I have some quick questions for the scientists, journalists, and neither-nors who read Genomicron. Should scientists nit-pick inaccuracies in news reports? Does it do any good to keep journalism on track, or is it a waste of time (or maybe even irritating)? What else can we do to improve the accuracy of science reporting, in particular involving cooperation with rather than criticism of science writers? Since I don’t have the answers yet, I will just go ahead with a snarky post in the meantime.
Here is what triggered this query. I was reading this story, How Neutral Genetic Drift Shaped Our Genome, at Scientific Blogging (based on a Johns Hopkins press office release), when I came upon this gem:
When they expanded their study across the whole human genome, they found more than 1200 such pieces of mitochondrial DNA of various lengths [nuclear pseudogenes of mitochondrial origin, or numts] embedded into chromosomes. While chimps have a comparable number, mice and rats only have around 600 numts. Since they increase in frequency as species advance, it suggested there was some evolutionary purpose to keeping them around.
Strikingly, however, none of these numts contained the blueprint (an actual gene) to make a protein that does anything, nor did they seem to control the function of any nearby genes. â€œAt best, it seems numts are a neutral part of our genome,â€ says Katsanis. â€œIf anything, they may be mildly negative since long repeat sequences can be unstable or get inserted inside genes and disrupt them.â€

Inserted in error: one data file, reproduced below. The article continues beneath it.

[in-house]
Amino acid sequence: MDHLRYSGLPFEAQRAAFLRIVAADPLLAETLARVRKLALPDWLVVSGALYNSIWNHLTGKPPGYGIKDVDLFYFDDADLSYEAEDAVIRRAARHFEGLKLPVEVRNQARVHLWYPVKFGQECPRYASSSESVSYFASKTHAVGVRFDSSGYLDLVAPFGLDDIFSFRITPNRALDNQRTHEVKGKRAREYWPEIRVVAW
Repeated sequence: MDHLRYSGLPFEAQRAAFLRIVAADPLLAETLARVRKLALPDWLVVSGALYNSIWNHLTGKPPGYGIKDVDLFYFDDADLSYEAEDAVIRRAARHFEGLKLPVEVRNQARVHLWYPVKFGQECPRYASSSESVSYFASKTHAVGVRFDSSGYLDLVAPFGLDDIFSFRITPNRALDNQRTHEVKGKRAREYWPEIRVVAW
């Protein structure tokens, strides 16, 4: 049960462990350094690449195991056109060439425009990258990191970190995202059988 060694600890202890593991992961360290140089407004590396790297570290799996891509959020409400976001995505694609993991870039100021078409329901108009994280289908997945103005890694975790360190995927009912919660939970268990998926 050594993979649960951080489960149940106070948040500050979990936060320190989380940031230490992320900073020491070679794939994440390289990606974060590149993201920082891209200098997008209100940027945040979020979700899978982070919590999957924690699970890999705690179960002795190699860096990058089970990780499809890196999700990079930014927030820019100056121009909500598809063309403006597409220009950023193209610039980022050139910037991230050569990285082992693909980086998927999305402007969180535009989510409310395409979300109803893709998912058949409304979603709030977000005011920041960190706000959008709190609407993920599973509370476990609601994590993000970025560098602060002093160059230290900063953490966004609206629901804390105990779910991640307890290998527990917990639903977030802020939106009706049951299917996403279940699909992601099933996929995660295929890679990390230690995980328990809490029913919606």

Ok, the nit-picker in me really wants to point out that evolution is not a process under which “species advance”, that there is no such thing as an “evolutionary purpose”, that genes are not blueprints, that this study deals with a tiny fraction of the genome, that the idea that “they accumulate steadily” makes no sense in terms of either function or neutrality given what they just said about rodents versus primates, and that of course these pseudogenes — of mitochondrial descent, no less — do not encode a functional protein by definition. There is absolutely nothing surprising in the observation that they evolve neutrally in the nuclear genome.
To Larry Moran’s recent post Stop the Press!!! … Genes Have Regulatory Sequences!, we can add Pseudogenes do not encode functional proteins! Next: DNA includes both protein-coding genes and non-coding sequence!
(Update: Scientific Blogging redeems itself with a good post about the ENCODE hype here)
(Another update: Evolution Diary uncritically posts the same nonsensical press release here.)
(Another update: The paper itself is actually far more interesting than this poorly crafted press release would make it appear. See the open access pdf here.)